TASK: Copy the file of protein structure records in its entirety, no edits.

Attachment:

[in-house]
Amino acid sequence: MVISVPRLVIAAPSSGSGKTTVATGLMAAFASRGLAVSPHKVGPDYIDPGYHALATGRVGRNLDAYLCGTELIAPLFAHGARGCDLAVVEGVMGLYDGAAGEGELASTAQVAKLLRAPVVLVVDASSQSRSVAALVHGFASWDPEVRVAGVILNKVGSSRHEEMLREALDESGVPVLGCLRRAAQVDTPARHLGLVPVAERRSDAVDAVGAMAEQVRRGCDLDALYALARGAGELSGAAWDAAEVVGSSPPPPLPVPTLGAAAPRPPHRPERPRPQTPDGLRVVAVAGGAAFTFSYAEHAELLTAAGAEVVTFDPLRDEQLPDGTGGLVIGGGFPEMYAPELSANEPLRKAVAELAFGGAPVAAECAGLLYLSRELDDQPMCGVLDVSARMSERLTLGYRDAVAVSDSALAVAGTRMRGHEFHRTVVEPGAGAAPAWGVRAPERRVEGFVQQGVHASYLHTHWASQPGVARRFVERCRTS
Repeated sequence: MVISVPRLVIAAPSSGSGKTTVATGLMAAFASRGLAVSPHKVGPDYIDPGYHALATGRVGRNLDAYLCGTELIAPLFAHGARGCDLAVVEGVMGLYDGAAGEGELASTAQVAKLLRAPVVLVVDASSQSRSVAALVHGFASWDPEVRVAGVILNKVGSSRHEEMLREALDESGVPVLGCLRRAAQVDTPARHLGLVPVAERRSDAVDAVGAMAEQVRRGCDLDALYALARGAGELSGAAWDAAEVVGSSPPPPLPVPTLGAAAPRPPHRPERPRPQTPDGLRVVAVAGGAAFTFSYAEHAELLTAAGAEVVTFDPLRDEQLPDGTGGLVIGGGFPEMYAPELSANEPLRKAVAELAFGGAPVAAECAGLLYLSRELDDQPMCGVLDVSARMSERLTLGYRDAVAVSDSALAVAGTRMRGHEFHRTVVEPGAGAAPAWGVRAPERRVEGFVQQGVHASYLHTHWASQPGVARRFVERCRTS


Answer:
[in-house]
Amino acid sequence: MVISVPRLVIAAPSSGSGKTTVATGLMAAFASRGLAVSPHKVGPDYIDPGYHALATGRVGRNLDAYLCGTELIAPLFAHGARGCDLAVVEGVMGLYDGAAGEGELASTAQVAKLLRAPVVLVVDASSQSRSVAALVHGFASWDPEVRVAGVILNKVGSSRHEEMLREALDESGVPVLGCLRRAAQVDTPARHLGLVPVAERRSDAVDAVGAMAEQVRRGCDLDALYALARGAGELSGAAWDAAEVVGSSPPPPLPVPTLGAAAPRPPHRPERPRPQTPDGLRVVAVAGGAAFTFSYAEHAELLTAAGAEVVTFDPLRDEQLPDGTGGLVIGGGFPEMYAPELSANEPLRKAVAELAFGGAPVAAECAGLLYLSRELDDQPMCGVLDVSARMSERLTLGYRDAVAVSDSALAVAGTRMRGHEFHRTVVEPGAGAAPAWGVRAPERRVEGFVQQGVHASYLHTHWASQPGVARRFVERCRTS
Repeated sequence: MVISVPRLVIAAPSSGSGKTTVATGLMAAFASRGLAVSPHKVGPDYIDPGYHALATGRVGRNLDAYLCGTELIAPLFAHGARGCDLAVVEGVMGLYDGAAGEGELASTAQVAKLLRAPVVLVVDASSQSRSVAALVHGFASWDPEVRVAGVILNKVGSSRHEEMLREALDESGVPVLGCLRRAAQVDTPARHLGLVPVAERRSDAVDAVGAMAEQVRRGCDLDALYALARGAGELSGAAWDAAEVVGSSPPPPLPVPTLGAAAPRPPHRPERPRPQTPDGLRVVAVAGGAAFTFSYAEHAELLTAAGAEVVTFDPLRDEQLPDGTGGLVIGGGFPEMYAPELSANEPLRKAVAELAFGGAPVAAECAGLLYLSRELDDQPMCGVLDVSARMSERLTLGYRDAVAVSDSALAVAGTRMRGHEFHRTVVEPGAGAAPAWGVRAPERRVEGFVQQGVHASYLHTHWASQPGVARRFVERCRTS